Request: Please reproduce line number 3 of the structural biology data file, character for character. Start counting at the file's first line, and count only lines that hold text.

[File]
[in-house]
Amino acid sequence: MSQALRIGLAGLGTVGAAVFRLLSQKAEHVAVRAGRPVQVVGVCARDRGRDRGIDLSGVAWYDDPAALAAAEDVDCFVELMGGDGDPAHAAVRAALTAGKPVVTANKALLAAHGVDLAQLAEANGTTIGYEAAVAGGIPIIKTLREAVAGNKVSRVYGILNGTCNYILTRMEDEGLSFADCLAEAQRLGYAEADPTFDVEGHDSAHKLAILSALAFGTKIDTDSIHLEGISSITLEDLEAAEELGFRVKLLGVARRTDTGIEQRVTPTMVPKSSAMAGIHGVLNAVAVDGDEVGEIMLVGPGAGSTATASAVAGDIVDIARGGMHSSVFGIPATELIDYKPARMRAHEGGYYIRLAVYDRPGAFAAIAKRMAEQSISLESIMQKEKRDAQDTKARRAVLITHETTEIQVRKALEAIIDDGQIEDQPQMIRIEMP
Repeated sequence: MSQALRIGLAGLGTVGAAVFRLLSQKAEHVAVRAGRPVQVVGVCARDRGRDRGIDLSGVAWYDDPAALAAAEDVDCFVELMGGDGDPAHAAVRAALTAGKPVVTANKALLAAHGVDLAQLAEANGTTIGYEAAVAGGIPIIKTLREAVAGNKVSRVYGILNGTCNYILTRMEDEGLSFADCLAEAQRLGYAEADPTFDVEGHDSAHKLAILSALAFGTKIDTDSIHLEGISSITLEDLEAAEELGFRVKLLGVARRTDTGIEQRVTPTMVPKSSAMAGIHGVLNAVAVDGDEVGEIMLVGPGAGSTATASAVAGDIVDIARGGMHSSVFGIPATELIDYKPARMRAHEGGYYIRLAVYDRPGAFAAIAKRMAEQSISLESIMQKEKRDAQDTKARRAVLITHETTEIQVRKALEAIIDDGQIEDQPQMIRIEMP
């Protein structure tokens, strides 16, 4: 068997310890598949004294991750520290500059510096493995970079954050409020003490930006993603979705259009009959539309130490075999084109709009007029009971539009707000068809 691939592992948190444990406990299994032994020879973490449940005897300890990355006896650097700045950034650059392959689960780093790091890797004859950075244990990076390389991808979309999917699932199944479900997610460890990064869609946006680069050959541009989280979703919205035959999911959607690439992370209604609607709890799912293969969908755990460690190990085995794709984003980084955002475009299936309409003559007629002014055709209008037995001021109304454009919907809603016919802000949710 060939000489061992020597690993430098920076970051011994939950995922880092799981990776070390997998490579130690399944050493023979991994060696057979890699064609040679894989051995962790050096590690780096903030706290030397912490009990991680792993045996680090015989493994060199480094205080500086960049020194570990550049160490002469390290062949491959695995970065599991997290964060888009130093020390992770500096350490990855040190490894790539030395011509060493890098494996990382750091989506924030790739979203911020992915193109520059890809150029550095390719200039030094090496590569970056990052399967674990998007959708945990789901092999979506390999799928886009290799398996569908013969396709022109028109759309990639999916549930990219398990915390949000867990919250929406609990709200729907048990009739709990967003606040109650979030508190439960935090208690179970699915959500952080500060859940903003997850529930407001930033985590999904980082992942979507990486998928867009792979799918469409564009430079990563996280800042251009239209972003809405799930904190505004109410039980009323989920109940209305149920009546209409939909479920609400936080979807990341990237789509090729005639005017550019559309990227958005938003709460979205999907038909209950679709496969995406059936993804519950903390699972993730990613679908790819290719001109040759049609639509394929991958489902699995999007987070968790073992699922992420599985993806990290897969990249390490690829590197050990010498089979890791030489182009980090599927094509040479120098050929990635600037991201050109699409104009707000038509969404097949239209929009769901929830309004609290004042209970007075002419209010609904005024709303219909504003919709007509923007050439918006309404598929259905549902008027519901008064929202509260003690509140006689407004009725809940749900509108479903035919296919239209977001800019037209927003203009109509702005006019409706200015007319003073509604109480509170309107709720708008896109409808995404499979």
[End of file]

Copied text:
Repeated sequence: MSQALRIGLAGLGTVGAAVFRLLSQKAEHVAVRAGRPVQVVGVCARDRGRDRGIDLSGVAWYDDPAALAAAEDVDCFVELMGGDGDPAHAAVRAALTAGKPVVTANKALLAAHGVDLAQLAEANGTTIGYEAAVAGGIPIIKTLREAVAGNKVSRVYGILNGTCNYILTRMEDEGLSFADCLAEAQRLGYAEADPTFDVEGHDSAHKLAILSALAFGTKIDTDSIHLEGISSITLEDLEAAEELGFRVKLLGVARRTDTGIEQRVTPTMVPKSSAMAGIHGVLNAVAVDGDEVGEIMLVGPGAGSTATASAVAGDIVDIARGGMHSSVFGIPATELIDYKPARMRAHEGGYYIRLAVYDRPGAFAAIAKRMAEQSISLESIMQKEKRDAQDTKARRAVLITHETTEIQVRKALEAIIDDGQIEDQPQMIRIEMP